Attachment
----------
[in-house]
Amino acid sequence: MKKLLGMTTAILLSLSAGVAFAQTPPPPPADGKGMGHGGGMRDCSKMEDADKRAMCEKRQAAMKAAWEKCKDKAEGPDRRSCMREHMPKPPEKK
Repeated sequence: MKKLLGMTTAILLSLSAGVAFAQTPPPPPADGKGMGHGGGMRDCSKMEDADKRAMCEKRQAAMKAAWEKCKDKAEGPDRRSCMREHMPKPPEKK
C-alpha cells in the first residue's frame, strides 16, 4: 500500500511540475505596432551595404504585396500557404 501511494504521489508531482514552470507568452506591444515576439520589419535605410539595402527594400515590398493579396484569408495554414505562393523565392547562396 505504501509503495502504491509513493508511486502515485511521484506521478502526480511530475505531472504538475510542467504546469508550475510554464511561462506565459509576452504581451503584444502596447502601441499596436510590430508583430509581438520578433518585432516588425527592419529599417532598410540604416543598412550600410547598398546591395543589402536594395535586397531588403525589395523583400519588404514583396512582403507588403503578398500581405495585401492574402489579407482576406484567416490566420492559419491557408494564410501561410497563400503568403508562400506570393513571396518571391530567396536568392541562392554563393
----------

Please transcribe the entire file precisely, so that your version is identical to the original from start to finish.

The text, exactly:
[in-house]
Amino acid sequence: MKKLLGMTTAILLSLSAGVAFAQTPPPPPADGKGMGHGGGMRDCSKMEDADKRAMCEKRQAAMKAAWEKCKDKAEGPDRRSCMREHMPKPPEKK
Repeated sequence: MKKLLGMTTAILLSLSAGVAFAQTPPPPPADGKGMGHGGGMRDCSKMEDADKRAMCEKRQAAMKAAWEKCKDKAEGPDRRSCMREHMPKPPEKK
C-alpha cells in the first residue's frame, strides 16, 4: 500500500511540475505596432551595404504585396500557404 501511494504521489508531482514552470507568452506591444515576439520589419535605410539595402527594400515590398493579396484569408495554414505562393523565392547562396 505504501509503495502504491509513493508511486502515485511521484506521478502526480511530475505531472504538475510542467504546469508550475510554464511561462506565459509576452504581451503584444502596447502601441499596436510590430508583430509581438520578433518585432516588425527592419529599417532598410540604416543598412550600410547598398546591395543589402536594395535586397531588403525589395523583400519588404514583396512582403507588403503578398500581405495585401492574402489579407482576406484567416490566420492559419491557408494564410501561410497563400503568403508562400506570393513571396518571391530567396536568392541562392554563393